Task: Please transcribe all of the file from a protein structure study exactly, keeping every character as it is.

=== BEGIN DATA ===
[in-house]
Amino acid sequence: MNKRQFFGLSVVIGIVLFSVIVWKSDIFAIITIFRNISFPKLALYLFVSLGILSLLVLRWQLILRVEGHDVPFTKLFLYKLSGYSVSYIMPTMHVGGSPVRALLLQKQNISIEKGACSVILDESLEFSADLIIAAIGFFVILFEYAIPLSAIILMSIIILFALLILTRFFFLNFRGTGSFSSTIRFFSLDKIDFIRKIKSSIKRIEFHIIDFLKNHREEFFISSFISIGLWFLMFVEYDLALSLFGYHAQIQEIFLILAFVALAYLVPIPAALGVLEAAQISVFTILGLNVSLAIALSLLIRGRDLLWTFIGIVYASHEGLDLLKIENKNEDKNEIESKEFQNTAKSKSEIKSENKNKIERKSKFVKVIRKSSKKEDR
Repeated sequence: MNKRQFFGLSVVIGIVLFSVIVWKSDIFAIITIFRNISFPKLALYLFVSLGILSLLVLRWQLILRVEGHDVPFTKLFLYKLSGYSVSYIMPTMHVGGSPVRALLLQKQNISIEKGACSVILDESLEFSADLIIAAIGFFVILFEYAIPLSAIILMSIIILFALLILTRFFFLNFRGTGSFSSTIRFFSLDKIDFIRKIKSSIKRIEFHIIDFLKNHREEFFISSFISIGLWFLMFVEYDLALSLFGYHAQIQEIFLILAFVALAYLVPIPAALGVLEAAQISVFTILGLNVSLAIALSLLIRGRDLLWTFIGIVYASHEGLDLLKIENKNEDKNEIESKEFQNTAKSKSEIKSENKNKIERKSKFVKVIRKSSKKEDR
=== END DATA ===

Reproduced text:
[in-house]
Amino acid sequence: MNKRQFFGLSVVIGIVLFSVIVWKSDIFAIITIFRNISFPKLALYLFVSLGILSLLVLRWQLILRVEGHDVPFTKLFLYKLSGYSVSYIMPTMHVGGSPVRALLLQKQNISIEKGACSVILDESLEFSADLIIAAIGFFVILFEYAIPLSAIILMSIIILFALLILTRFFFLNFRGTGSFSSTIRFFSLDKIDFIRKIKSSIKRIEFHIIDFLKNHREEFFISSFISIGLWFLMFVEYDLALSLFGYHAQIQEIFLILAFVALAYLVPIPAALGVLEAAQISVFTILGLNVSLAIALSLLIRGRDLLWTFIGIVYASHEGLDLLKIENKNEDKNEIESKEFQNTAKSKSEIKSENKNKIERKSKFVKVIRKSSKKEDR
Repeated sequence: MNKRQFFGLSVVIGIVLFSVIVWKSDIFAIITIFRNISFPKLALYLFVSLGILSLLVLRWQLILRVEGHDVPFTKLFLYKLSGYSVSYIMPTMHVGGSPVRALLLQKQNISIEKGACSVILDESLEFSADLIIAAIGFFVILFEYAIPLSAIILMSIIILFALLILTRFFFLNFRGTGSFSSTIRFFSLDKIDFIRKIKSSIKRIEFHIIDFLKNHREEFFISSFISIGLWFLMFVEYDLALSLFGYHAQIQEIFLILAFVALAYLVPIPAALGVLEAAQISVFTILGLNVSLAIALSLLIRGRDLLWTFIGIVYASHEGLDLLKIENKNEDKNEIESKEFQNTAKSKSEIKSENKNKIERKSKFVKVIRKSSKKEDR